We need : a device with as good measurements and power as the s9, but with it's own battery and Bt.
Maybe mqa, too.I'm no expert and never used it.
Qudelix is closest to that though, so I can understand if users recommend that one instead.
I know it hasn't gotten the best sinad, but to my ears it's completely transparent even over bt.
And I love my e1da 3038s , I use it at home for serious, concentrated listening. But I think I would fail an A/B Test, Just my mind telling me you get great stats and balanced audio to boot haha..

Back to topic : considering the low power , I was surprised it could drive the ether cx. So overall might be a decent choice if you want mqa with adequate performance with most inears or even headphones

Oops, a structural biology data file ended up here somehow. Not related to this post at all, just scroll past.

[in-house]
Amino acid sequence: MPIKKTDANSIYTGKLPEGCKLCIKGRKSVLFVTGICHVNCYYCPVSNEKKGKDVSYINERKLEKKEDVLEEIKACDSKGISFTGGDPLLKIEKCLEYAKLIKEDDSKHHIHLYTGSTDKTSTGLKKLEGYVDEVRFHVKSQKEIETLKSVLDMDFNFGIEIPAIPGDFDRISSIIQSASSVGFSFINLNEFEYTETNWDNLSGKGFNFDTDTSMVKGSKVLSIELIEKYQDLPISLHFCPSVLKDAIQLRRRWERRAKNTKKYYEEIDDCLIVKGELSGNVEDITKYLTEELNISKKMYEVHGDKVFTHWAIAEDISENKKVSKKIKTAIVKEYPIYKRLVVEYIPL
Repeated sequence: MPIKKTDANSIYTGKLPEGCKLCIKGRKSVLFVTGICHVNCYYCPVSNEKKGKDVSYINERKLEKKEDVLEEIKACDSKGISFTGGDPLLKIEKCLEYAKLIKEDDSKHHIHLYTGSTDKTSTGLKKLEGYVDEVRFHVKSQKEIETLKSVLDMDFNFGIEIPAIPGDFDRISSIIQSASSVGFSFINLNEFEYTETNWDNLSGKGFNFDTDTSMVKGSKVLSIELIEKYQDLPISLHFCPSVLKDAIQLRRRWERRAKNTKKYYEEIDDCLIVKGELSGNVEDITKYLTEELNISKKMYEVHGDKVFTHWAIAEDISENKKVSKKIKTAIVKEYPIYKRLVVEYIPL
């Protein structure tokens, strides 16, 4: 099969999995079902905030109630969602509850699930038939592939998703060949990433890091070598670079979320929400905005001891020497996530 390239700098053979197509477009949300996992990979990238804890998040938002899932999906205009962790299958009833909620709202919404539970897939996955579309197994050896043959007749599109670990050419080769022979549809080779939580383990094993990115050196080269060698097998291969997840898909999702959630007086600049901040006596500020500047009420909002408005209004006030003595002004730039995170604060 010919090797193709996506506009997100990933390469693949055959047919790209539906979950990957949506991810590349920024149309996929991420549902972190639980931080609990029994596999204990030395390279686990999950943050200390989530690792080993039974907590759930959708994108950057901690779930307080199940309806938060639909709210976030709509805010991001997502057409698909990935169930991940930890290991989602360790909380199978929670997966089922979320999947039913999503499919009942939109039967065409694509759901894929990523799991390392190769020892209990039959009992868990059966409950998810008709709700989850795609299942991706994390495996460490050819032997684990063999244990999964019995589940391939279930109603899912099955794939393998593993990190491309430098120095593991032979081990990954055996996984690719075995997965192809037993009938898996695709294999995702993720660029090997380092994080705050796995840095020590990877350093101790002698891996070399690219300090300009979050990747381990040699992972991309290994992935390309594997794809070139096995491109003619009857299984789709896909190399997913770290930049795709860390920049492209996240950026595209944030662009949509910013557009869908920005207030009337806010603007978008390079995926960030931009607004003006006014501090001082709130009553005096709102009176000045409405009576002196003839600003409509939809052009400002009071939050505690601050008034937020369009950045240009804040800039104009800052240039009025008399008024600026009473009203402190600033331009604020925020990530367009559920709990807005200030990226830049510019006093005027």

OP
amirm

amirm

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Back to topic : considering the low power , I was surprised it could drive the ether cx.
My power measurements are continuous whereas music is not. I think some of these devices have more power for peaks in music. I need to devise a test for this as I have done for power amplifiers.
 

MarylandUSA

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Too bad the Beam 2SE doesn't use the 9281pro DAC like its balanced brother, the Beam S2.
 

MarylandUSA

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Too bad the Beam 2SE doesn't use the 9281pro DAC like its balanced brother, the Beam S2.
My bad: It DOES use a 9281pro. One large reseller shows it as a 9218 in the specs but Hiludac, the manufacturer, shows the 9281pro on the dongle's page.